Category Archives: MAIN COURSE

Broccoli souffles

Broccoli souffles

Broccoli souffles is an elegant dish that is made with broccoli, shallots, and blue cheese combined with soufflé mixture and flavoured with nutmeg and cayenne pepper. A soufflé is a lightly baked cake made with egg yolks and beaten egg whites combined with various other ingredients and served as a savory main dish or sweetened as a dessert. The word soufflé is the past participle of the French verb souffler which means “to blow up” or more loosely “puff up”—an apt description of what happens to this combination of custard and egg whites. Soufflés can be made in containers of all shapes and sizes but it is traditional to make soufflé in ramekins. These containers vary greatly in size, but are typically glazed white, flat-bottomed, round porcelain containers with unglazed bottoms and fluted exterior borders. When it comes out of the oven, a soufflé should be puffed up and fluffy, and it will generally fall after 5 or 10 minutes (as risen dough does).

Jerk chicken

Jerk chicken

Native to Jamaica, the tradition of jerk chicken (or pork) began with the indigenous Taíno people who would cook their meat over fires made from the aromatic wood of the island’s allspice trees – still the only way, devotees claim, to get that really authentic flavour. Jerk’s distinctive seasoning – hot peppers, sweet allspice berries, thyme and ginger – however, is credited to the African slaves brought to the island by its Spanish and British colonisers, who also introduced the cooking pits which were traditionally used for jerk until the advent of the modern oil drum. The name, apparently, is the Spanish version of an Andean dialect word for dried meat, ch’arki – presumably because the original jerk would have been smoked to preserve it. To get more authentic jerk experience, add some wood chips to your barbecue and cook your chicken thight or legs over slow indirect heat for the best flavour. Alternatively enjoy a beautiful jerk chicken breast cooked over a high heat – it should be ready in 10 minutes or less.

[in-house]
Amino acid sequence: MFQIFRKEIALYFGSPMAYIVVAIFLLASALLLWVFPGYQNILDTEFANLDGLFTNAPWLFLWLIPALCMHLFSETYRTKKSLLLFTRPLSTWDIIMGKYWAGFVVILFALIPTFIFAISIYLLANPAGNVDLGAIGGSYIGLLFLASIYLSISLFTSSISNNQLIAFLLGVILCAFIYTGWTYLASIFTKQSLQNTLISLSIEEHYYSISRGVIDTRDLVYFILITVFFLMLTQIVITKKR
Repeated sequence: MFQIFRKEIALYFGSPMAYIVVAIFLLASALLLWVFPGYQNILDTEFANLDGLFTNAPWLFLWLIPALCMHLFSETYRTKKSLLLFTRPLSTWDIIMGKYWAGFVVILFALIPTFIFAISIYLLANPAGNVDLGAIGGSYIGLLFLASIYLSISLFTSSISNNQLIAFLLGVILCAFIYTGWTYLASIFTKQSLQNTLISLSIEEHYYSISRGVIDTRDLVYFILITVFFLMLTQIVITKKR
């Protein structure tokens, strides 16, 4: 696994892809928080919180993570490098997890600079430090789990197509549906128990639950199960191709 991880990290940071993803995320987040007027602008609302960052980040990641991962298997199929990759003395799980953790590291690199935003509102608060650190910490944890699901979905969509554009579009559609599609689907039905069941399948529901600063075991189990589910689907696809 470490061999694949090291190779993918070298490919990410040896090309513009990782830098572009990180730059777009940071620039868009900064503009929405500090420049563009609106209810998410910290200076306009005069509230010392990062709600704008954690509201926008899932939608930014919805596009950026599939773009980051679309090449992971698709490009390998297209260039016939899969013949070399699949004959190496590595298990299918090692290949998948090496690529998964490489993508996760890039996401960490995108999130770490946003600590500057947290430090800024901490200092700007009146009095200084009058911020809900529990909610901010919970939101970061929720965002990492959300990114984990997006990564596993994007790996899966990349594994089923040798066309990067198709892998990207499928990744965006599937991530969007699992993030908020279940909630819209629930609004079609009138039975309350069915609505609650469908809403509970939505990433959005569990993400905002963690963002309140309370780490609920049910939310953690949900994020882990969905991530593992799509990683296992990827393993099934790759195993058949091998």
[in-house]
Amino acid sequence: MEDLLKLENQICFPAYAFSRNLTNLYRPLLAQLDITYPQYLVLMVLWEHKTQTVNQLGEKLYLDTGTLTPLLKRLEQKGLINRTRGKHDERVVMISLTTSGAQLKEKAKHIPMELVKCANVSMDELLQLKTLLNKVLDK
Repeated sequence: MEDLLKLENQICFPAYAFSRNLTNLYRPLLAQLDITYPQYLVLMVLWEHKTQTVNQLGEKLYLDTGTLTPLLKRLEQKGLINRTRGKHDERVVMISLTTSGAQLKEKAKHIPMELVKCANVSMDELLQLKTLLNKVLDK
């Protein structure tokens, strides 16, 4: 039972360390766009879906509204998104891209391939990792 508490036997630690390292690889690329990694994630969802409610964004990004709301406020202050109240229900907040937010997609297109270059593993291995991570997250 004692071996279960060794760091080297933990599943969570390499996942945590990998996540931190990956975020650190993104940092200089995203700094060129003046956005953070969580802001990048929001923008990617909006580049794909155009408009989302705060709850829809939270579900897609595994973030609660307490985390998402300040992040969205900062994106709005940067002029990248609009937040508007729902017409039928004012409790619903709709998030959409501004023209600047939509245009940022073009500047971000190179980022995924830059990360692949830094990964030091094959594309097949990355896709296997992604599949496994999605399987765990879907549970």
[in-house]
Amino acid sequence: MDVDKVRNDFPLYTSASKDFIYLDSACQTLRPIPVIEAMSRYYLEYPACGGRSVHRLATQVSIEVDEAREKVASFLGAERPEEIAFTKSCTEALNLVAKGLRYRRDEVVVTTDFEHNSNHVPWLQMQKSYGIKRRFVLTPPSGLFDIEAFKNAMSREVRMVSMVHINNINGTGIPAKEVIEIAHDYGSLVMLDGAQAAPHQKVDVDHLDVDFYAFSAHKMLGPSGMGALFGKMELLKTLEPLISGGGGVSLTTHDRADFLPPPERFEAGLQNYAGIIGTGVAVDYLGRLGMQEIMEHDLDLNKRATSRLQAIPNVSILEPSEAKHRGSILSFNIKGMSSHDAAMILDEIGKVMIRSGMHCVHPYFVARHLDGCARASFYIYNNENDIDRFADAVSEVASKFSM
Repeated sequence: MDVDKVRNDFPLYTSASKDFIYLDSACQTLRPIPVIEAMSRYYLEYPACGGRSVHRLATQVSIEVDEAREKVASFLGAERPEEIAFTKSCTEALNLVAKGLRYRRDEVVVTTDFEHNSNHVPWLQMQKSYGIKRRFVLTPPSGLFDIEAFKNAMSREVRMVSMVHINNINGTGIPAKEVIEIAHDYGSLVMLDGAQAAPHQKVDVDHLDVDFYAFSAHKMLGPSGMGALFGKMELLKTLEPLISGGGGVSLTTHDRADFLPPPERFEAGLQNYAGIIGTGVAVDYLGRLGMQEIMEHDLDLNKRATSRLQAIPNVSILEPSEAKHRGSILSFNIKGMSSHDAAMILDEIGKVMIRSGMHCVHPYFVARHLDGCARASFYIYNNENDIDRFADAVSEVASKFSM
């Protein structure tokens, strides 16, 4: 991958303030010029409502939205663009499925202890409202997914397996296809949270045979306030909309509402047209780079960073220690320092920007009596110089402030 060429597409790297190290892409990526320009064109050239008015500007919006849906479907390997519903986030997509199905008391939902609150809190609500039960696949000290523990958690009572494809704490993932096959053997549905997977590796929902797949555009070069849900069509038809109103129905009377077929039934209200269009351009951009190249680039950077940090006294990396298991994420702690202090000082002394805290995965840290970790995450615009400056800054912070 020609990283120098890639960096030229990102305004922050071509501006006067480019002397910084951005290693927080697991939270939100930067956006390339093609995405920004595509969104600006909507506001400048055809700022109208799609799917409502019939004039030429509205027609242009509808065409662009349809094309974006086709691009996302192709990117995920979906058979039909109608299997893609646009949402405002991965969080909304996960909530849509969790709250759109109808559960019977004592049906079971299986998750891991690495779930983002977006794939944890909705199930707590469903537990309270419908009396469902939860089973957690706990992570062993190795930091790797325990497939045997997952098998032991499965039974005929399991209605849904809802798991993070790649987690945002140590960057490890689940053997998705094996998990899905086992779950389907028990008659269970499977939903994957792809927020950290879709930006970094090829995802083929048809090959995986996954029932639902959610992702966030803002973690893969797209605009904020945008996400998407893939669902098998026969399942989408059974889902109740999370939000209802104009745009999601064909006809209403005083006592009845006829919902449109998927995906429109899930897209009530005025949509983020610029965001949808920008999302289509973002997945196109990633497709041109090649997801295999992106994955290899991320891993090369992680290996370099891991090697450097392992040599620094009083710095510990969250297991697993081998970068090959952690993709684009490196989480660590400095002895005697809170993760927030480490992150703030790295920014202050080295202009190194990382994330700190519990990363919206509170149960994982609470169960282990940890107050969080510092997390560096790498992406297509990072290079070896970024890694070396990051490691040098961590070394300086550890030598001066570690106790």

Chicken livers in sherry sauce

Chicken livers in sherry sauce

Chicken livers in sherry sauce is well known Spanish dish. One corner of Andalucia includes Jerez de la Frontera and Sanlúcar de Barrameda. Much sherry is produced there. So many Spanish meals can be improved with a drop of sherry. It is a favourite in some of the tapas bars around the Spain. Kidneys are often cooked in the same way and this recipe can be adapted for kidneys if you prefer them. In Andalucia they sometimes replace the sherry with a dry Montilla wine which is very similar. Rich chicken livers have a very moist, crumbly texture. This dish can be served in small quantities as a starter, or as a main course.

Pastilla

Pastilla

Many people make pastilla with pigeon but it is great to do it with the duck. Brik pastry is the correct one to use and can be bought ready-made from Moroccan shops, some French delis and food halls. You can also use filo pastry instead, but do be careful using filo this way as the pastilla can become greasy if you add too much butter. Pastilla is generally served as a starter at the beginning of special meals. It is a pie which combines sweet and salty flavours; a combination of crisp layers of the pastry, savory meat slow-cooked in broth and spices and shredded, and a crunchy layer of toasted and ground almonds, cinnamon, and sugar. In a round pizza pan, the first dough layer is added, and butter brushed onto it. The cook adds the sauce over the dough, and places two more sheets on top. It is then baked, sprinked with confectioner’s sugar and perhaps more cinnamon, and served.

Pan haggerty

Pan haggerty

Pan haggerty, the Northumberland version of traditional dish of northeastern England, comprises potatoes, onions and cheese baked in a baking dish, while panackelty, in the Sunderland region, comprises leftover meat cooked slowly with root vegetables. The dish is also sometimes cooked in a frying pan, or made in a large pan and served as a soup, which allows it to be left on the hob and later reheated. This classic dish of layered potato, onions and cheese, slow-cooked in a pan until golden and crispy, will satisfy even the heartiest of appetites. Simple ingredients of potatoes, onion and cheese are budget-friendly and all possible additions, such as bacon, are welcome, but not necessary – the taste of potato in this dish is just gorgeous.